‘Get serious’: Kerry Mountain Rescue Team called out once a day, on average

Team often assisting people with life-changing injuries at Carrauntoohil

Kerry Mountain Rescue Team assisting a member of the public at Carrauntoohil. Photograph: KMRT

Kerry Mountain Rescue Team assisting a member of the public at Carrauntoohil. Photograph: KMRT

 

Kerry Mountain Rescue Team has said it is getting called out on average once a day, as walkers and mountain climbers underestimate the challenge of Ireland’s highest mountain, Carrauntoohil.

In the first 16 days of this month the rescue team, who are all volunteers, were called out to the mountain 16 times. This was followed by three more call outs in the last four days, until Friday lunchtime.

“Visitors might be down in Killarney and they look up and think it would be a nice walk,” says team public relations officer Colm Burke. “But it is not a walk in the park and people are underestimating the amount of fitness and equipment they should have.”

In the first 16 days of this month the rescue team were called out to the mountain 16 times. Photograph: KMRT
In the first 16 days of this month the rescue team were called out to the mountain 16 times. Photograph: KMRT

Asserting that it was time for potential walkers and climbers “to get serious” the team released details of its August call outs, which included “serious, potentially life-changing injuries”.

Among the preventable injuries were two dislocated shoulders; a broken shoulder; broken ribs; two broken pelvises; two broken legs; six broken ankles; two knee injuries; and two head injuries.

Of the three subsequent call outs over the past four days including Friday, two were high up on Carrauntoohil and involved head and other serious injuries.

Long, exhausting stretcher carries were necessary to get the injured back down the mountain safely, the team said.

Carrauntoohil is ‘not a walk in the park,’ said Kerry Mountain Rescue Team. Photograph: KMRT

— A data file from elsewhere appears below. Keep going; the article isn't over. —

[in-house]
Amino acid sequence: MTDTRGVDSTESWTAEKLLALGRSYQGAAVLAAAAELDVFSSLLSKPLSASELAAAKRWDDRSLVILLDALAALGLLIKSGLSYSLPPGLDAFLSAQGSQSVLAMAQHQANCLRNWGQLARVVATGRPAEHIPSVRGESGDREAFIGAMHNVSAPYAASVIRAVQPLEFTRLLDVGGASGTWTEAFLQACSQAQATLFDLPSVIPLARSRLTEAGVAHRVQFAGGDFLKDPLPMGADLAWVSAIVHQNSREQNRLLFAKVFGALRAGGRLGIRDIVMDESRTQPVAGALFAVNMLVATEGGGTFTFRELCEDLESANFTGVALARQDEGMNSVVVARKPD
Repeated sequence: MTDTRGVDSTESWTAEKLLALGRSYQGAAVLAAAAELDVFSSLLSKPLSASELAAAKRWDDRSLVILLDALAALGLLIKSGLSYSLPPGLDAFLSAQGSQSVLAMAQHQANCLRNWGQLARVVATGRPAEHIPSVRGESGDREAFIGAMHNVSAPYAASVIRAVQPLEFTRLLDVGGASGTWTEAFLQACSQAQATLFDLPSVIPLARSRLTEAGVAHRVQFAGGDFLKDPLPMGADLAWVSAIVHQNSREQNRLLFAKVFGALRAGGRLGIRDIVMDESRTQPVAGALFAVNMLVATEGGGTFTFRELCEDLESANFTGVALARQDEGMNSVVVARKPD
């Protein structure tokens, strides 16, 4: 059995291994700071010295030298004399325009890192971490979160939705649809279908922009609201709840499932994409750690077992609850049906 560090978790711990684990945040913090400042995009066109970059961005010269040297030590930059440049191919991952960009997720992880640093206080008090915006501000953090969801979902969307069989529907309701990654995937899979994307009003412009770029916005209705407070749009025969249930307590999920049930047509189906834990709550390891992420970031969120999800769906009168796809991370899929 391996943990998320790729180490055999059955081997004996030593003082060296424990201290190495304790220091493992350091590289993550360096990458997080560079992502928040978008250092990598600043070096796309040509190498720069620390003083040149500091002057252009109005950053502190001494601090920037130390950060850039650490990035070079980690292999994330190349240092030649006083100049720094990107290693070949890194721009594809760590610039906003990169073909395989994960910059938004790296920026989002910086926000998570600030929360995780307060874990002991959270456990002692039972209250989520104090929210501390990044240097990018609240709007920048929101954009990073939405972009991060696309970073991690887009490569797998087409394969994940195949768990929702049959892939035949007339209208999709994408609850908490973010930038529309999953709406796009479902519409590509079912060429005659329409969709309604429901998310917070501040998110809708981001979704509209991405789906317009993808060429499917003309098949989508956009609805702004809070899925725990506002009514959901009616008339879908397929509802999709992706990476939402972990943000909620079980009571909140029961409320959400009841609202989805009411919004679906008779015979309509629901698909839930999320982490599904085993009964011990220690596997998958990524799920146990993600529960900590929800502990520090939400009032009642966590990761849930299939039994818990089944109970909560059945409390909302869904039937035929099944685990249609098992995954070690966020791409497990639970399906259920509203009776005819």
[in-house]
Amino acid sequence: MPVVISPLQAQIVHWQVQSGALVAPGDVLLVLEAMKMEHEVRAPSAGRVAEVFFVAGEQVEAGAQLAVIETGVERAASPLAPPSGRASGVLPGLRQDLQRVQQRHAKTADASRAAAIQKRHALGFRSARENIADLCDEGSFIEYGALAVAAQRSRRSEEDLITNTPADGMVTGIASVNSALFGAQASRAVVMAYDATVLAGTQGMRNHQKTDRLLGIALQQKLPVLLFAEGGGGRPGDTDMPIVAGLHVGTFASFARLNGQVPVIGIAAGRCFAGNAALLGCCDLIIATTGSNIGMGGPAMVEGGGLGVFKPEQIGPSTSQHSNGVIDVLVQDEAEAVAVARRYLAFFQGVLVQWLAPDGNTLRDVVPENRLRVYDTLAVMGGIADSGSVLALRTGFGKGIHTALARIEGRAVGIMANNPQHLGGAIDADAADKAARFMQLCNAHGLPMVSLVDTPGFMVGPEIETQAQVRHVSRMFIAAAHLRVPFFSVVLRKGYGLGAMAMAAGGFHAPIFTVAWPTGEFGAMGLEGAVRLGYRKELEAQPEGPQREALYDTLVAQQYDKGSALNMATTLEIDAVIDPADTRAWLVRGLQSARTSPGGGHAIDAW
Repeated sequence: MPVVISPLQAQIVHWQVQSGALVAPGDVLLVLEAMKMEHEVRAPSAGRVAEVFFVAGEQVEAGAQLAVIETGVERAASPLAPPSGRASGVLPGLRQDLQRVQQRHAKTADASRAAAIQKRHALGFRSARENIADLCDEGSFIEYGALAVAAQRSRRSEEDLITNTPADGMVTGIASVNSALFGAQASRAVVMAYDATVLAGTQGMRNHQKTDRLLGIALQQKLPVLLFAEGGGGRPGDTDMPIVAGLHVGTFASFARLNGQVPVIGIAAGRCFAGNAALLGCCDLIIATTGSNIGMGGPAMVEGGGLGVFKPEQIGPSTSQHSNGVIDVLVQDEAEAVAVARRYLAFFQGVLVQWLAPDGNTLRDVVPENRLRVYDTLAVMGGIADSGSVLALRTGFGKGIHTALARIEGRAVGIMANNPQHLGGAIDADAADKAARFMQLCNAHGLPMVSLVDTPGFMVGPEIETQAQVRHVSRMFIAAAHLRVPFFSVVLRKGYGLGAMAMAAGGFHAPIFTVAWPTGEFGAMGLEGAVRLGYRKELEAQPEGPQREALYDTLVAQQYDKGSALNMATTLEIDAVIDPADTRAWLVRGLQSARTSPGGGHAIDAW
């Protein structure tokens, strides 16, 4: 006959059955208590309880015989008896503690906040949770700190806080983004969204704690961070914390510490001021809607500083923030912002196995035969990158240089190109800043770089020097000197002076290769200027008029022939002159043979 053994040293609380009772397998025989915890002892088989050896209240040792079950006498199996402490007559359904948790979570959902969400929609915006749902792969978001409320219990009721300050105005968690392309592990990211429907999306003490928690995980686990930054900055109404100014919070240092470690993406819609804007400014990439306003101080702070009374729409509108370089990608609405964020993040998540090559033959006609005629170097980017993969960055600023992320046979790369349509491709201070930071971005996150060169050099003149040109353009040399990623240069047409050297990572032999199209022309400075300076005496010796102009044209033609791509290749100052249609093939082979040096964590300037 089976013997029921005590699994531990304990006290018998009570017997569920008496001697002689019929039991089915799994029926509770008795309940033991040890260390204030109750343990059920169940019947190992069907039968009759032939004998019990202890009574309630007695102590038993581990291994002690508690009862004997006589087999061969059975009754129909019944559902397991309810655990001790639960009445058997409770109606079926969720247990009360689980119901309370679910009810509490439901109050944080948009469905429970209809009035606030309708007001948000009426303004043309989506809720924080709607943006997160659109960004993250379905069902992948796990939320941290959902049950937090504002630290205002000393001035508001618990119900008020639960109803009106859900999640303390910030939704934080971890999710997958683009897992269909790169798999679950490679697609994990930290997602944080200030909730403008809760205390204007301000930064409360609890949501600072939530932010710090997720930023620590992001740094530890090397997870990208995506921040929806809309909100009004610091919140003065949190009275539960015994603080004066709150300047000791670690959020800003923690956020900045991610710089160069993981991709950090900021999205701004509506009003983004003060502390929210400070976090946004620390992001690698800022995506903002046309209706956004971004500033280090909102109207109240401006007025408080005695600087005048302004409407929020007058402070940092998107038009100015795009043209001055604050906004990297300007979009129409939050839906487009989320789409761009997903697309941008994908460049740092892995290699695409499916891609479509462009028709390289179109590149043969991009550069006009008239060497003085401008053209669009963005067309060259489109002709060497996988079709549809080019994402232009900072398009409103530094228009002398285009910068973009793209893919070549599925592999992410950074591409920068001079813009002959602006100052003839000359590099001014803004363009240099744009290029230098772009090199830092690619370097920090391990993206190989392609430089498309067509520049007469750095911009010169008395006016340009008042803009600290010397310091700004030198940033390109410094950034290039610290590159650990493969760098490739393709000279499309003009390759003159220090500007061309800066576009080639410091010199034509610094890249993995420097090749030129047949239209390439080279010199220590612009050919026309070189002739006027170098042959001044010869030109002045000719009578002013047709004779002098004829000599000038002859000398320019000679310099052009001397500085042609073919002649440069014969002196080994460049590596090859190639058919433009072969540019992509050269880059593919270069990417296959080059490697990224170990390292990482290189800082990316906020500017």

Carrauntoohil is ‘not a walk in the park,’ said Kerry Mountain Rescue Team. Photograph: KMRT

Being called on successive days places a huge strain on volunteers, who are committed to their role but who must juggle day jobs and family commitments as well.

Volunteers are “increasingly exhausted and worn down by sequential call outs” but are loathe to judge the walkers and climbers for sequential errors that underlie serious accidents.

“Carrauntoohil is not a walk in the park but is frequently approached as such – with serious consequences. It is not a way-marked trail,” Mr Burke said.

To some degree mobile phones have undermined what the team saw as the old “self-reliance ethic, that once underpinned mountaineering”.

Saying it was “time to get serious” the team called for people to:
– Wear proper boots, not runners ;
– Take time to consult the weather forecast in advance;
– Research the intended route and the difficulties involved;
– Carry a map and to know how to use it;
– Have windproof, waterproof layers;
– Decide on the fitness of all in the group and know when to turn for home.

It will and does go wrong for the best-prepared but the ill-prepared will always
disproportionately feature, Mr Burke said.

In a statement the mountain rescue team said: “when it goes wrong you will wait possibly two hours before assistance reaches you. Add possibly three hours or more for stretcher evacuation. KMRT fully understand that accidents can happen to anyone on the hills at any time.”

However the organisation reiterated that if people get into difficult the team will be there for them. Anyone in difficulty should not hesitate to call 999 or 112 and ask for Mountain Rescue.